Candidates for piecemeal acquisition of Leaf's confectionery portfolio
- July 09, 2009
||proprietory origination, July 2009
||Leaf International BV (Holland), leading confectionery group in Benelux, Nordic region and Italy
||candidates include Cadbury, Perfetti, Katjes, Fox's
||CVC Capital Partners (UK), Nordic Capital (Sweden)
||market leadership in selected geographies, brands
||Cadbury's bid for Leaf's portfolio was rejected as too low in June 2009
The private equity firms that acquired Leaf, the sugar confectionery division of CSM, have endeavoured to add value through restructuring and selective divestments. However, as their rejection of Cadbury's bid for the portfolio indicates, they haven't added enough value to achieve their targeted return. We believe that a piecemeal sale approach may now be optimal for Leaf; the sum of the brands being worth more than the whole portfolio. There are buyer candidates in most geographies and categories.
CVC and Nordic bought Leaf, in early 2005, for âŹ 850 mln. That represented a P/S of 1,1 and a P /EBITDA of 8,3 (2004A). That seemed a reasonable valuation for the buyer, given the portfolio's strong branded position in several key sugar confectionery categories and geographies, and its EBITDA margin of nearly 15%.
The buyers immediately implemented a strategy of keeping only those businesses that were no.1 or no.2 in their markets, and to achieve 100% branded sales.
This entailed a string of divestments. First to go was Leaf Polska; perennially loss making, over-staffed in its sales function and operating in an obsolete city -centre factory. Other sales followed of brands, factories, distribution and private label businesses in north America, Russia, Holland and France.
In parallel, the group acquired Cadbury's Italian business, Saila. It also built a new factory in Slovenia, ultimately to serve all of its European markets. Measures were also taken to streamline the business in terms of supply-chain optimisation, lean manufacturing and central media purchasing.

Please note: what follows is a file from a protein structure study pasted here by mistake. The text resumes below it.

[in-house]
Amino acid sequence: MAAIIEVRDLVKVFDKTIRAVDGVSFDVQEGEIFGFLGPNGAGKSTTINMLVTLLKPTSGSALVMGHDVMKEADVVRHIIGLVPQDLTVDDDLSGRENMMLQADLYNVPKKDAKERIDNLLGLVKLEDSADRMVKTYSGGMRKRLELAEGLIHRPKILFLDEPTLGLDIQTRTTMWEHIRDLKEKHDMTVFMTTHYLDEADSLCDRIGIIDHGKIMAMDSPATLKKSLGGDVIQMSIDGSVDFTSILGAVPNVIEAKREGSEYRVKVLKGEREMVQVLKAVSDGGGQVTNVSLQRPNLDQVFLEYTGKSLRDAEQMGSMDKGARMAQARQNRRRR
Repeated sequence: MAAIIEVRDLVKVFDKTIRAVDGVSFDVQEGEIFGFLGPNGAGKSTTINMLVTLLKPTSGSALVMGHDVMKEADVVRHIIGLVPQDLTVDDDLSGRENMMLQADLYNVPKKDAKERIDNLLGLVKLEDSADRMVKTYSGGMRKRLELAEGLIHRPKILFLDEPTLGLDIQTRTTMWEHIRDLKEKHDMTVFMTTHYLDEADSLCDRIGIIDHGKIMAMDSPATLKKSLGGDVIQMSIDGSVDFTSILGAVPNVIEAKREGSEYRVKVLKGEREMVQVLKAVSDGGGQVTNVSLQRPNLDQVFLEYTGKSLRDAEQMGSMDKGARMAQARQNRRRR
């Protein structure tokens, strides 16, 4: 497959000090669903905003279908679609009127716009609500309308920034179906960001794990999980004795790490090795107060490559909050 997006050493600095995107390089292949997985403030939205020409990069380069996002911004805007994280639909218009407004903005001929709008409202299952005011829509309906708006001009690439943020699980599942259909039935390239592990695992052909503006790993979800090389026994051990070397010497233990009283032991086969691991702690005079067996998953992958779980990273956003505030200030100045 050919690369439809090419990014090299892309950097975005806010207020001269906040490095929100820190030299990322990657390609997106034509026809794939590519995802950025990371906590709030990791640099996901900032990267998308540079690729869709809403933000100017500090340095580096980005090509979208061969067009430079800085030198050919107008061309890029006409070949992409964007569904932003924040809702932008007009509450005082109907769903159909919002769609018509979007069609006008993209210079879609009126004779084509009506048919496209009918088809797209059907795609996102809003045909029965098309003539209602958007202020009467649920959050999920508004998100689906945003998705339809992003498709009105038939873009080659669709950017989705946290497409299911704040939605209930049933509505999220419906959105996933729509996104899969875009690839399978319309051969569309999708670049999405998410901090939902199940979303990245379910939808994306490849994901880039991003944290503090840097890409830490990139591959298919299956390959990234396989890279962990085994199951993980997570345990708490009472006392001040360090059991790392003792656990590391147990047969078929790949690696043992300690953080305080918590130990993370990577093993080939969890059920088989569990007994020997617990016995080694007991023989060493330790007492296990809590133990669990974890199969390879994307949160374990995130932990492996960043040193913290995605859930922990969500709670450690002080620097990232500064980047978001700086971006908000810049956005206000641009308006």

As a result of the above, profitability improved, and the number of brands and SKUs was reduced; in 2008 strategic brands constituted 80% of sales value.
But there's a problem; the private equity owners of Leaf have been good at the 'craft' of streamlining the business, but weak at the 'art' of growing it.
The only significant innovation in the portfolio, since 2005, has been the 'Truly' concept, which attempts to add a 'natural' image, appearing as a sort of sub-brand to products like Malaco bagged candies.
Over a period of nearly five years, this isn't much of an NPD achievement; Leaf claims that 20% of sales are now from new products, but these are mostly just line extensions.
Not surprisingly, therefore, the group has shrunk in revenue terms, booking only âŹ 550 mln turnover in 2008, a decline of 25% since acquisition in 2005.
Even if the EBITDA margin has been increased to 20%, high by confectionery standards, then the owners would have to achieve an exit EBITDA multiple of over 15, in order to 'double their money' (which they would surely seek to do after a five year holding period, even gross of leverage).